Einstein’s theory of relativity postulates gravity as a bending of the time-space continuum.

Gravity is the shorted distance between two points in four-dimensions.


Entropy was originally defined as relating to heat through what is called the Second Law of Thermodynamics.

The second law of thermodynamics states that entropy always increases in a closed system. When we use electricity to power a motor, the electricity has lower entropy than mechanical energy and the mechanical energy has lower entropy than heat energy, so the electrical energy gets converted to power and then to heat and the entropy in the system goes up.

A hot substance will transfer its heat to a cooler substance. There is also a different degree of entropy in different forms of energy. So for instance to convert electrical or mechanical energy to heat energy is very easy. Most electrical products get hot in use as do most machines simply as a natural result of this tendency.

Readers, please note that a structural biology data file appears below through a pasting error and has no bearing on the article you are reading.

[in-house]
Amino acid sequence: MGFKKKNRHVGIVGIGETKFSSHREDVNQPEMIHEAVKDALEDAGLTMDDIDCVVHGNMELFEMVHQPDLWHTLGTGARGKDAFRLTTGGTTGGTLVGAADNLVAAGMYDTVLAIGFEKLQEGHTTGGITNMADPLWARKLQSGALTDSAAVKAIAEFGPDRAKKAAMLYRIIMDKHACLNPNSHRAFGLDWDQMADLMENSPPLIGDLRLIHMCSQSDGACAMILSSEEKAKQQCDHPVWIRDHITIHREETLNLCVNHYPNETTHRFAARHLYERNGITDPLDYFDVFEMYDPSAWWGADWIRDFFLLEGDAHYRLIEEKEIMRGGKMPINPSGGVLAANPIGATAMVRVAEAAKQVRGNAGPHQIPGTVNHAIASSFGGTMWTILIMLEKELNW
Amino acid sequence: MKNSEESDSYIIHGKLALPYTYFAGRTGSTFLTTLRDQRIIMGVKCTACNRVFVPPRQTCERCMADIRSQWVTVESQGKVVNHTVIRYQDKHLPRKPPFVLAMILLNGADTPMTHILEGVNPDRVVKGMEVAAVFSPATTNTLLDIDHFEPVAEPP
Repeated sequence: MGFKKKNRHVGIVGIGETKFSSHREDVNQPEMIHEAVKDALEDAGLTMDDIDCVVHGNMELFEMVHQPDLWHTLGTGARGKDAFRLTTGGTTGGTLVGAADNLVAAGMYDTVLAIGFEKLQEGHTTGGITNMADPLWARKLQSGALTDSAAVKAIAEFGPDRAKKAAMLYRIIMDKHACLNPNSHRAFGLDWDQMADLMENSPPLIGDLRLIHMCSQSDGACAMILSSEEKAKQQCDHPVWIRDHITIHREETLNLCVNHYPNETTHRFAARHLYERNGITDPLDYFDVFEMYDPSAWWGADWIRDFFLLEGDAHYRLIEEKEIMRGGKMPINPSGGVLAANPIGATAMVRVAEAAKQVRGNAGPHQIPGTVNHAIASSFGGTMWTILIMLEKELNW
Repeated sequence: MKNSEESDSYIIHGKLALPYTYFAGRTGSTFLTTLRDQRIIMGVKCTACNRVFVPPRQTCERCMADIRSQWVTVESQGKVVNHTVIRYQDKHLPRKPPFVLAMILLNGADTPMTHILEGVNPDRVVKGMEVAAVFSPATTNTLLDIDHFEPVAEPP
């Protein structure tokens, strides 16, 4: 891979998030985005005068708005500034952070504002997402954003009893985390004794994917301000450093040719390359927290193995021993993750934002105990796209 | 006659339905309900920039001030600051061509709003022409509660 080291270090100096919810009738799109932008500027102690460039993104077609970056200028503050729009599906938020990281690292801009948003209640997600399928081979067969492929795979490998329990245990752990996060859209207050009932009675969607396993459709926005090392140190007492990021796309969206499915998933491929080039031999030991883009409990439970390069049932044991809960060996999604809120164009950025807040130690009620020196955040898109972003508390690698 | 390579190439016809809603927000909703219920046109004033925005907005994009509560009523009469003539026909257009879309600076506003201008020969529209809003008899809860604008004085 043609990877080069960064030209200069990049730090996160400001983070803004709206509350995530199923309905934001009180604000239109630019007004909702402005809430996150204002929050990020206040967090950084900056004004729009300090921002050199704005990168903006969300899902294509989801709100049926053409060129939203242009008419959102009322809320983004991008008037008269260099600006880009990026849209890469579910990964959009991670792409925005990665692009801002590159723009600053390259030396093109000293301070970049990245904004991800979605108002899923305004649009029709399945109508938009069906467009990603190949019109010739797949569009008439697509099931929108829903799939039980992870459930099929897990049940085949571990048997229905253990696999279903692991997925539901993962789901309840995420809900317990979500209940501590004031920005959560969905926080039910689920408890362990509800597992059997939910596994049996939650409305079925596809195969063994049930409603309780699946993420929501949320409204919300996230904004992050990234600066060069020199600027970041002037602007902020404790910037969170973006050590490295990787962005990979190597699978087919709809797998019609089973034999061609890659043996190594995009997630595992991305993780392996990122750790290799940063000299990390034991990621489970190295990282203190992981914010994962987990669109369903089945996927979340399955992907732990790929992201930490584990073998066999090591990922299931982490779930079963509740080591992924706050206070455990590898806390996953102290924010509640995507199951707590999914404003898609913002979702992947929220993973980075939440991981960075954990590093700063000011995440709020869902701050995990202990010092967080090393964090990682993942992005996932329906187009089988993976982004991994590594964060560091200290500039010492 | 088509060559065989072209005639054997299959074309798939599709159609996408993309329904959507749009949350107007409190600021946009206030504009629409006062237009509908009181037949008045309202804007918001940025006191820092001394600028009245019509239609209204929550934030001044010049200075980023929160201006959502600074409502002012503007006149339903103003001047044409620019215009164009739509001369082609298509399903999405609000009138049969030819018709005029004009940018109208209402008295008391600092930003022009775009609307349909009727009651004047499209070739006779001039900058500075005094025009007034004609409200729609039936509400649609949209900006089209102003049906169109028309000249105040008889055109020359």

Entropy is also related to the degree of order. The natural tendency of the universe is towards disorder. Colloquially we say that you can’t unscramble an egg. The scrambled egg is more disordered than the egg when it has a separate yoke and white, and that is more disordered than when it was in the shell. Like many processes once it has become more disordered, it is very difficult to return to the ordered state again.

As an example of entropy, consider a tray filled with a mix of red and blue marbles.

This appears unordered, it has a high entropy. Now look at this:

This appears more ordered. The blue marbles are on the left and the red marbles are on the right.

When something becomes more disordered we say that we have raised its entropy. Zero entropy would be complete order, infinite entropy would be complete chaos. Examples of rising entropy abound: